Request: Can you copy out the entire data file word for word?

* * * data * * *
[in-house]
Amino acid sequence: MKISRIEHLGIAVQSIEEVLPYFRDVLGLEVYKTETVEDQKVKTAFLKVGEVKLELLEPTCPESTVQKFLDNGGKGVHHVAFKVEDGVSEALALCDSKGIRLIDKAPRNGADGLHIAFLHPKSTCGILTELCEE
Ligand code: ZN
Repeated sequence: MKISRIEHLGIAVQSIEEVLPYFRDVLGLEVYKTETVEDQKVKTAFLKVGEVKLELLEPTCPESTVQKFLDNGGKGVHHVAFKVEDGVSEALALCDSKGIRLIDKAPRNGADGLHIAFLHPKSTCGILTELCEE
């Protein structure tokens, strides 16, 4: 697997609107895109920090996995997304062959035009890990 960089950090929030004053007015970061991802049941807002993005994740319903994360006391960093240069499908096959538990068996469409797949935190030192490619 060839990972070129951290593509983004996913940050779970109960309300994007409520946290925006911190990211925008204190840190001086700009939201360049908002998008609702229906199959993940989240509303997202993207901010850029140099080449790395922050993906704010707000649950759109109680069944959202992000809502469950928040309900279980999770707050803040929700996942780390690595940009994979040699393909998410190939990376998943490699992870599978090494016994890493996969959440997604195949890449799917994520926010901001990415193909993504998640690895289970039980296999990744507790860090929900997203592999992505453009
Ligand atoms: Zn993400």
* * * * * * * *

[in-house]
Amino acid sequence: MKISRIEHLGIAVQSIEEVLPYFRDVLGLEVYKTETVEDQKVKTAFLKVGEVKLELLEPTCPESTVQKFLDNGGKGVHHVAFKVEDGVSEALALCDSKGIRLIDKAPRNGADGLHIAFLHPKSTCGILTELCEE
Ligand code: ZN
Repeated sequence: MKISRIEHLGIAVQSIEEVLPYFRDVLGLEVYKTETVEDQKVKTAFLKVGEVKLELLEPTCPESTVQKFLDNGGKGVHHVAFKVEDGVSEALALCDSKGIRLIDKAPRNGADGLHIAFLHPKSTCGILTELCEE
């Protein structure tokens, strides 16, 4: 697997609107895109920090996995997304062959035009890990 960089950090929030004053007015970061991802049941807002993005994740319903994360006391960093240069499908096959538990068996469409797949935190030192490619 060839990972070129951290593509983004996913940050779970109960309300994007409520946290925006911190990211925008204190840190001086700009939201360049908002998008609702229906199959993940989240509303997202993207901010850029140099080449790395922050993906704010707000649950759109109680069944959202992000809502469950928040309900279980999770707050803040929700996942780390690595940009994979040699393909998410190939990376998943490699992870599978090494016994890493996969959440997604195949890449799917994520926010901001990415193909993504998640690895289970039980296999990744507790860090929900997203592999992505453009
Ligand atoms: Zn993400």